The first half of the book takes us via the Franciscan, Dominican and Jesuit orders of Renaissance Italy, the physiocrats of France, and the classical economists Adam Smith, Thomas Malthus and David Ricardo, of industrialising Britain, to a chapter entitled “The Revolt of 1867” (when Capital was first published). The second half is largely devoted to describing and explaining the neoclassical backlash in Britain, the US and Europe, and later theoretical debates in the workers’ movement.
But even if Marx’s critique of political economy is the hinge on which Boldizzoni’s history of the “idea of capital” turns, I doubt very much that Boldizzoni himself would claim to be a Marxist. After brazenly referring to “the obscurities of Marx’s often vertiginous prose”, Boldizzoni goes on to identify what he considers to be a number of errors and ambiguities in his account. These include Marx’s analysis of the process by which the primitive accumulation of capital occurred, including his dating of the emergence of the proletariat to the period of manufacturing, and his obsession with the “three phantoms of the late 19th century—high capital intensity, colonial imperialism and finance—which he projects backwards into history” (pp96-98). These alleged ambiguities, Boldizzoni claims, are responsible for the competing interpretations of the origins of capitalism by 20th century Marxist historians and sociologists.1
If he has reservations about Marx’s historical account of the rise of capitalism, Boldizzoni rejects altogether any suggestion that Marx has anything relevant to say concerning what he calls, following Daniel Bell, post-industrial society. “The decline of the world of the factory and manual labour, the diminishing contraposition between wages and profits, and the fact that the very concept of ‘social class’ continues, still today, to lose its connotations,” he claims, “have brought the period which began with Ricardo and Marx to an end”—even if the history of capital continues as it transforms itself into human, social or institutional capital (p5).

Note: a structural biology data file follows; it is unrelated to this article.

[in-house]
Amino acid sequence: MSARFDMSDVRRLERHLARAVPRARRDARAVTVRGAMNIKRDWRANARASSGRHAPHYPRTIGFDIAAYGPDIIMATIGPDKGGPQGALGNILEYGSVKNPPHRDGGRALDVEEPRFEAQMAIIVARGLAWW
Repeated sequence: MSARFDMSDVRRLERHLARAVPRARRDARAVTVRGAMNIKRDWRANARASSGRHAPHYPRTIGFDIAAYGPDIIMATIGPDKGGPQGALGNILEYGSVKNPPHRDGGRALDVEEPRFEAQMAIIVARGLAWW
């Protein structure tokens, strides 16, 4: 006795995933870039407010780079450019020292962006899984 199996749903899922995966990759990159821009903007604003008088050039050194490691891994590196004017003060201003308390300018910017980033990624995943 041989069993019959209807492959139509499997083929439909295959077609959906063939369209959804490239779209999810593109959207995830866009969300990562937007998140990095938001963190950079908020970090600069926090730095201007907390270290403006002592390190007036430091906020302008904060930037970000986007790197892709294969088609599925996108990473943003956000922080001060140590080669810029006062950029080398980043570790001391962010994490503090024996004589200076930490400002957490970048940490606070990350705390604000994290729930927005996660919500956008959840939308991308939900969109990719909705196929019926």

Such a perspective, once fashionable among certain intellectuals who had little personal experience of being exploited in an alienating and oppressive working environment, suddenly seems dated. Try telling the white collar workers in the banking and finance industry—who are losing their jobs and maybe their homes while their fat cat bosses continue give themselves astronomical salaries, bonuses and severance packages—that social class no longer counts.
To be fair to Boldizzoni, he was not a great fan of the status quo, even before the boom turned to bust. Bewailing the fact that “Keynesian voices” had been “sidelined practically everywhere”, there is, he laments, “no effective counterbalance to the prevailing order as it now stands”. “For the future,” Boldizzoni predicts, “a certain degree of pessimism thus seems to be justified” (p169). At the time of writing, with neoliberalism thoroughly discredited and the injustices of capitalism itself increasingly being questioned by striking workers and students in France, Greece, Ireland and elsewhere, on the contrary, a certain amount of optimism can be justified, just so long as the left can rise to the challenge.
Like André Gorz in France, a few months before the events of May 1968, Boldizzoni has had the misfortune to foretell a future of continued economic growth and relative social peace just as the world was about to be turned upside down. The root of his poor predictive abilities is his dismissal of Marx’s argument that the inevitably rising “organic composition of capital” (loosely, the amount of money spent on machinery, etc, compared to that spent on labour power) would eventually lead to a falling rate of profit and thus to a crisis—which is, as Chris Harman and others have shown, exactly what has happened with the current global slump.
For all that is interesting and novel in the history of capital recounted in Means and Ends, Boldizzoni fails to recognise what Marx understood when he wrote volume three of Capital: that “the real barrier to capitalist production is capital itself”.